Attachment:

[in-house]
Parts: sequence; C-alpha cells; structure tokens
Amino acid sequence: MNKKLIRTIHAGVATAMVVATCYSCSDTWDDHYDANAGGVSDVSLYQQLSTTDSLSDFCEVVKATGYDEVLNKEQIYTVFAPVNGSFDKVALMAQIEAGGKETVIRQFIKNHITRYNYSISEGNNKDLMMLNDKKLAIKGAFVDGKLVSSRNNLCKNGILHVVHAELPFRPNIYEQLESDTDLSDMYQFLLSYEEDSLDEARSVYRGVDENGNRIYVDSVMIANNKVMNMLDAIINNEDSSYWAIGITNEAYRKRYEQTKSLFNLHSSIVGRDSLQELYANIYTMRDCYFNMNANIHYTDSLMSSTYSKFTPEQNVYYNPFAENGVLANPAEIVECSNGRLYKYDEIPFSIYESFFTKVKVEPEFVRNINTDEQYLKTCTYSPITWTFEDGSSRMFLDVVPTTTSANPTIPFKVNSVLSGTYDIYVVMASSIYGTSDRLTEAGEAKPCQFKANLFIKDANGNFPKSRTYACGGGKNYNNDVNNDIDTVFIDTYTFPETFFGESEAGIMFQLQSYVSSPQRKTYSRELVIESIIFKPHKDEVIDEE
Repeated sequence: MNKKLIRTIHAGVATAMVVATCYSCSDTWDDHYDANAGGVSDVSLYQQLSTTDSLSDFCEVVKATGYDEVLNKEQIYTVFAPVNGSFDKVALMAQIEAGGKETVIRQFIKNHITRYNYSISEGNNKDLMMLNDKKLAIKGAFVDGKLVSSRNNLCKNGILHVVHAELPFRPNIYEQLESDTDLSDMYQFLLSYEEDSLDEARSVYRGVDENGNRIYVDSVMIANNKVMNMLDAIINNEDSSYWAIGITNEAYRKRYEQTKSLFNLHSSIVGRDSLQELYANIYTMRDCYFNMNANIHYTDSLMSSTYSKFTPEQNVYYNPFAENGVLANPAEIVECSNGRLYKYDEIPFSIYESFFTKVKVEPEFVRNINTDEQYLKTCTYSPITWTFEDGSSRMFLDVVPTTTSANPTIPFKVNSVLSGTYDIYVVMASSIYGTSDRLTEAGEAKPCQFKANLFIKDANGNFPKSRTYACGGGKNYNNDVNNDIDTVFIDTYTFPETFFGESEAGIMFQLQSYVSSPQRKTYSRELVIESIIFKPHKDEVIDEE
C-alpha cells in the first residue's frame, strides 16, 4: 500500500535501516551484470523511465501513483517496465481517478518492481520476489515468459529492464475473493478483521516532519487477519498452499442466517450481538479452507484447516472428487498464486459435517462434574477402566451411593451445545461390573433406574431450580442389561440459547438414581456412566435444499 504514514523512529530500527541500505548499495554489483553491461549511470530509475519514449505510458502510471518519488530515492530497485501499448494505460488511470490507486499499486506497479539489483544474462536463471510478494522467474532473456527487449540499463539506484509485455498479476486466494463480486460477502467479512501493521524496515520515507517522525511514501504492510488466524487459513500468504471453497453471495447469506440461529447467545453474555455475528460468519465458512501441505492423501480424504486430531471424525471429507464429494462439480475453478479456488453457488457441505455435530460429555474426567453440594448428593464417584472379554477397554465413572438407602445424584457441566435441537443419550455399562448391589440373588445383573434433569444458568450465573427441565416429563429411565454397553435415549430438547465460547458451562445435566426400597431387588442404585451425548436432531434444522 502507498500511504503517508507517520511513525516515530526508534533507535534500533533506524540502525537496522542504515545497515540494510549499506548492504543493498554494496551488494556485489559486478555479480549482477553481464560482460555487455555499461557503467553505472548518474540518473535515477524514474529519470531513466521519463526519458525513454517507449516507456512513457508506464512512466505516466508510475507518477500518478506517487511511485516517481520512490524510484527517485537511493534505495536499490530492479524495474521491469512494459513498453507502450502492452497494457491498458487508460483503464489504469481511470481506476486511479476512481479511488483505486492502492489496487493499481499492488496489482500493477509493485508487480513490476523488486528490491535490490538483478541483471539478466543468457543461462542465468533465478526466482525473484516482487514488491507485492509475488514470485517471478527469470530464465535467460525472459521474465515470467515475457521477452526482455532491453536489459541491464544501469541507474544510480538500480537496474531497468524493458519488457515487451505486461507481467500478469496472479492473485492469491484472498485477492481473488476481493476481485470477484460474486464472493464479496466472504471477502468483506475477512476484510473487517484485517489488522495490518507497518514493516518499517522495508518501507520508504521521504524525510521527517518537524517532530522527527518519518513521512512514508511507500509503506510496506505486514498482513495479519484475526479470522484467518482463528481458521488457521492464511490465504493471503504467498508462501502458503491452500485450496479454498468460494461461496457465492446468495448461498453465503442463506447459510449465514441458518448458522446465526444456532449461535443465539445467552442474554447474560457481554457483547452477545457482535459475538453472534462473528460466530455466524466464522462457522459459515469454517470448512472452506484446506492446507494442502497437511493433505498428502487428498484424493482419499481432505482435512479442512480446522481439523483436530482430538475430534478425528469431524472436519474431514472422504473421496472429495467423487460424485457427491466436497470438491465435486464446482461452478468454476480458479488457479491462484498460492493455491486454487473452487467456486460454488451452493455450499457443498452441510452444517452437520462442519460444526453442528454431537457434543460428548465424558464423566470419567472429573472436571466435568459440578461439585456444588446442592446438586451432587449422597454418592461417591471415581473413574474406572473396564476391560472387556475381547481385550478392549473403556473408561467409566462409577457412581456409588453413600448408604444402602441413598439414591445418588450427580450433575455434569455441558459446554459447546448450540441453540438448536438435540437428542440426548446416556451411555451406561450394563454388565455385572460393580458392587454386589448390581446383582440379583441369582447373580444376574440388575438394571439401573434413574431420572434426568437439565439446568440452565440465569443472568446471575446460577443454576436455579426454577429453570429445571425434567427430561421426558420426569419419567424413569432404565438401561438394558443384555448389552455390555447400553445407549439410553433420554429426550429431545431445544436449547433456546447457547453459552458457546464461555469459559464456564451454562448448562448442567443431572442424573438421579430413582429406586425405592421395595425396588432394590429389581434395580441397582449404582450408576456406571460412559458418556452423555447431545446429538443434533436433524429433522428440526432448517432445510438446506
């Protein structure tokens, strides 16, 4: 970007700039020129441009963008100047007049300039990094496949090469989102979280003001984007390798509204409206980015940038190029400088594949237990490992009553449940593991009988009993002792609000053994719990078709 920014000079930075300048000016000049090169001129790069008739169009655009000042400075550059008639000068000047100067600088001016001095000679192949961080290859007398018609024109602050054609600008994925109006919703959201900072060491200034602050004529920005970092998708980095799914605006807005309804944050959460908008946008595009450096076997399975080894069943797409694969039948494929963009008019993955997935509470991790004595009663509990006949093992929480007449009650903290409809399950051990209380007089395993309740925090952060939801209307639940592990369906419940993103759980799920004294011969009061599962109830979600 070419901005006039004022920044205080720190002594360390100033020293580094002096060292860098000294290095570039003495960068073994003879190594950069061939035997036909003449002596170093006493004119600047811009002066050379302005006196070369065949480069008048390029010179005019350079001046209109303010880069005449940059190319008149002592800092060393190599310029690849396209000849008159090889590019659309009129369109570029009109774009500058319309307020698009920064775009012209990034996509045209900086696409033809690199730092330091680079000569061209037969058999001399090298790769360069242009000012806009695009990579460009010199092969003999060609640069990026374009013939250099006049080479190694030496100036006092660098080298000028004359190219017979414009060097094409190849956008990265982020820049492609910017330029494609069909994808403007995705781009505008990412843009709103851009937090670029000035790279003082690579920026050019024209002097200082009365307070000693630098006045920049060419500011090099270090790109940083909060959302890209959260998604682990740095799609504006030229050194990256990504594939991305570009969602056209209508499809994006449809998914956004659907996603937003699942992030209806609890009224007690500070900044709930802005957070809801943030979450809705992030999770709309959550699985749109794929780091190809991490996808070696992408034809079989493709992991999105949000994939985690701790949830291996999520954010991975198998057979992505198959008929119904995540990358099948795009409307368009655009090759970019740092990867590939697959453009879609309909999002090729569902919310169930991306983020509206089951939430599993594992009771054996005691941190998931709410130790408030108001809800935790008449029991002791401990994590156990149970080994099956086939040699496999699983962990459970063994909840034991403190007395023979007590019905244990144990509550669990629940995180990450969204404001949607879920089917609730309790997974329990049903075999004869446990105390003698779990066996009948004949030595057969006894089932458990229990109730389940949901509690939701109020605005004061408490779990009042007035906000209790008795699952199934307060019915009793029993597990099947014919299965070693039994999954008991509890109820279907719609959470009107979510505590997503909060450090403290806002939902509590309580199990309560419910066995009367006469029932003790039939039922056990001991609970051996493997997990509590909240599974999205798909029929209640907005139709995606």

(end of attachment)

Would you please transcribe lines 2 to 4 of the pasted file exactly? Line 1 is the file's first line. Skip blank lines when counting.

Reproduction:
Parts: sequence; C-alpha cells; structure tokens
Amino acid sequence: MNKKLIRTIHAGVATAMVVATCYSCSDTWDDHYDANAGGVSDVSLYQQLSTTDSLSDFCEVVKATGYDEVLNKEQIYTVFAPVNGSFDKVALMAQIEAGGKETVIRQFIKNHITRYNYSISEGNNKDLMMLNDKKLAIKGAFVDGKLVSSRNNLCKNGILHVVHAELPFRPNIYEQLESDTDLSDMYQFLLSYEEDSLDEARSVYRGVDENGNRIYVDSVMIANNKVMNMLDAIINNEDSSYWAIGITNEAYRKRYEQTKSLFNLHSSIVGRDSLQELYANIYTMRDCYFNMNANIHYTDSLMSSTYSKFTPEQNVYYNPFAENGVLANPAEIVECSNGRLYKYDEIPFSIYESFFTKVKVEPEFVRNINTDEQYLKTCTYSPITWTFEDGSSRMFLDVVPTTTSANPTIPFKVNSVLSGTYDIYVVMASSIYGTSDRLTEAGEAKPCQFKANLFIKDANGNFPKSRTYACGGGKNYNNDVNNDIDTVFIDTYTFPETFFGESEAGIMFQLQSYVSSPQRKTYSRELVIESIIFKPHKDEVIDEE
Repeated sequence: MNKKLIRTIHAGVATAMVVATCYSCSDTWDDHYDANAGGVSDVSLYQQLSTTDSLSDFCEVVKATGYDEVLNKEQIYTVFAPVNGSFDKVALMAQIEAGGKETVIRQFIKNHITRYNYSISEGNNKDLMMLNDKKLAIKGAFVDGKLVSSRNNLCKNGILHVVHAELPFRPNIYEQLESDTDLSDMYQFLLSYEEDSLDEARSVYRGVDENGNRIYVDSVMIANNKVMNMLDAIINNEDSSYWAIGITNEAYRKRYEQTKSLFNLHSSIVGRDSLQELYANIYTMRDCYFNMNANIHYTDSLMSSTYSKFTPEQNVYYNPFAENGVLANPAEIVECSNGRLYKYDEIPFSIYESFFTKVKVEPEFVRNINTDEQYLKTCTYSPITWTFEDGSSRMFLDVVPTTTSANPTIPFKVNSVLSGTYDIYVVMASSIYGTSDRLTEAGEAKPCQFKANLFIKDANGNFPKSRTYACGGGKNYNNDVNNDIDTVFIDTYTFPETFFGESEAGIMFQLQSYVSSPQRKTYSRELVIESIIFKPHKDEVIDEE